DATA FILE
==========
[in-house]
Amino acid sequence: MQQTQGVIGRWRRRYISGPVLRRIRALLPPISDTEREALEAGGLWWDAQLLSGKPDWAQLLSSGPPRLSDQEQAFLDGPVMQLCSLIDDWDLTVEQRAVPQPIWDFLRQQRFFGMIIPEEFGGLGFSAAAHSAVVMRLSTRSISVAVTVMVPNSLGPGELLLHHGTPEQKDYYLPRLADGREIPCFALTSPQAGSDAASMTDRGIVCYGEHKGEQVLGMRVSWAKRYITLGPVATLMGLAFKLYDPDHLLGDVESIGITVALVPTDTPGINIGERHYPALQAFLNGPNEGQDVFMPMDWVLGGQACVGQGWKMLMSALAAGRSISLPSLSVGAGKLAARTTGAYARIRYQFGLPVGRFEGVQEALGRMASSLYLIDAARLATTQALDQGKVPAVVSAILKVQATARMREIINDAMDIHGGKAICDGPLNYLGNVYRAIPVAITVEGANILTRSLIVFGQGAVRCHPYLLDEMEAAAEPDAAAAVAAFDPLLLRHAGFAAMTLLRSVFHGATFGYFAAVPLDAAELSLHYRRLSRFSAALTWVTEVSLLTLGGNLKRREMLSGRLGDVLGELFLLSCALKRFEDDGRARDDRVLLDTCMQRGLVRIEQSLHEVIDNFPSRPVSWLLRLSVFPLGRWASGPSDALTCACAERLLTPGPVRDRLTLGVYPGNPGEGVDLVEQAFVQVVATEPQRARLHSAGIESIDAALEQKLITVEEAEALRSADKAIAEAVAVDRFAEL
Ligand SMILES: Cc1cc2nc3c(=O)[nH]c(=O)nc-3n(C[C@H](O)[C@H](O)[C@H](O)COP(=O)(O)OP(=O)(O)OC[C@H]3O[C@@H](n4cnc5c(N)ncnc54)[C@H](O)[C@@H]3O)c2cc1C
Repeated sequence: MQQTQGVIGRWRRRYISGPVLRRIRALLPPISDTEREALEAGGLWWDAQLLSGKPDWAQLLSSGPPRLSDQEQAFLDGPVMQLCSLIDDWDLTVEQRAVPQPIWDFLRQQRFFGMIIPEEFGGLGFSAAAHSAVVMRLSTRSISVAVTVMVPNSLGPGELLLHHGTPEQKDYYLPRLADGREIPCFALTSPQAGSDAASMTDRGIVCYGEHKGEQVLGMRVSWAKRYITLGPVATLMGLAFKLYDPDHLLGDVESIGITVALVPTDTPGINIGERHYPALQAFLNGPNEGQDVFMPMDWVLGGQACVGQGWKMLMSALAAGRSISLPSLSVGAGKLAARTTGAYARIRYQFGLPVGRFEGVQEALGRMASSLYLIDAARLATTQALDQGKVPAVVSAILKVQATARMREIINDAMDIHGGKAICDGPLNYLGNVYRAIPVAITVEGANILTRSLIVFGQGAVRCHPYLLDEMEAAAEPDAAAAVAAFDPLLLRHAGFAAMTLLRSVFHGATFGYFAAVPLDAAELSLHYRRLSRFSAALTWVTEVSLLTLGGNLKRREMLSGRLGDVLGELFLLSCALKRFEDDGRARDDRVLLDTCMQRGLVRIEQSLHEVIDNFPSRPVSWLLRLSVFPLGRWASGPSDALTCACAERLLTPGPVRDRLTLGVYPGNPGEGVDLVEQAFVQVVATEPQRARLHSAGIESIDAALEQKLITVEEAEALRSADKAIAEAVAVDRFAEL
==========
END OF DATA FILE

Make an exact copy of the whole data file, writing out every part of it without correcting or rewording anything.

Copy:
[in-house]
Amino acid sequence: MQQTQGVIGRWRRRYISGPVLRRIRALLPPISDTEREALEAGGLWWDAQLLSGKPDWAQLLSSGPPRLSDQEQAFLDGPVMQLCSLIDDWDLTVEQRAVPQPIWDFLRQQRFFGMIIPEEFGGLGFSAAAHSAVVMRLSTRSISVAVTVMVPNSLGPGELLLHHGTPEQKDYYLPRLADGREIPCFALTSPQAGSDAASMTDRGIVCYGEHKGEQVLGMRVSWAKRYITLGPVATLMGLAFKLYDPDHLLGDVESIGITVALVPTDTPGINIGERHYPALQAFLNGPNEGQDVFMPMDWVLGGQACVGQGWKMLMSALAAGRSISLPSLSVGAGKLAARTTGAYARIRYQFGLPVGRFEGVQEALGRMASSLYLIDAARLATTQALDQGKVPAVVSAILKVQATARMREIINDAMDIHGGKAICDGPLNYLGNVYRAIPVAITVEGANILTRSLIVFGQGAVRCHPYLLDEMEAAAEPDAAAAVAAFDPLLLRHAGFAAMTLLRSVFHGATFGYFAAVPLDAAELSLHYRRLSRFSAALTWVTEVSLLTLGGNLKRREMLSGRLGDVLGELFLLSCALKRFEDDGRARDDRVLLDTCMQRGLVRIEQSLHEVIDNFPSRPVSWLLRLSVFPLGRWASGPSDALTCACAERLLTPGPVRDRLTLGVYPGNPGEGVDLVEQAFVQVVATEPQRARLHSAGIESIDAALEQKLITVEEAEALRSADKAIAEAVAVDRFAEL
Ligand SMILES: Cc1cc2nc3c(=O)[nH]c(=O)nc-3n(C[C@H](O)[C@H](O)[C@H](O)COP(=O)(O)OP(=O)(O)OC[C@H]3O[C@@H](n4cnc5c(N)ncnc54)[C@H](O)[C@@H]3O)c2cc1C
Repeated sequence: MQQTQGVIGRWRRRYISGPVLRRIRALLPPISDTEREALEAGGLWWDAQLLSGKPDWAQLLSSGPPRLSDQEQAFLDGPVMQLCSLIDDWDLTVEQRAVPQPIWDFLRQQRFFGMIIPEEFGGLGFSAAAHSAVVMRLSTRSISVAVTVMVPNSLGPGELLLHHGTPEQKDYYLPRLADGREIPCFALTSPQAGSDAASMTDRGIVCYGEHKGEQVLGMRVSWAKRYITLGPVATLMGLAFKLYDPDHLLGDVESIGITVALVPTDTPGINIGERHYPALQAFLNGPNEGQDVFMPMDWVLGGQACVGQGWKMLMSALAAGRSISLPSLSVGAGKLAARTTGAYARIRYQFGLPVGRFEGVQEALGRMASSLYLIDAARLATTQALDQGKVPAVVSAILKVQATARMREIINDAMDIHGGKAICDGPLNYLGNVYRAIPVAITVEGANILTRSLIVFGQGAVRCHPYLLDEMEAAAEPDAAAAVAAFDPLLLRHAGFAAMTLLRSVFHGATFGYFAAVPLDAAELSLHYRRLSRFSAALTWVTEVSLLTLGGNLKRREMLSGRLGDVLGELFLLSCALKRFEDDGRARDDRVLLDTCMQRGLVRIEQSLHEVIDNFPSRPVSWLLRLSVFPLGRWASGPSDALTCACAERLLTPGPVRDRLTLGVYPGNPGEGVDLVEQAFVQVVATEPQRARLHSAGIESIDAALEQKLITVEEAEALRSADKAIAEAVAVDRFAEL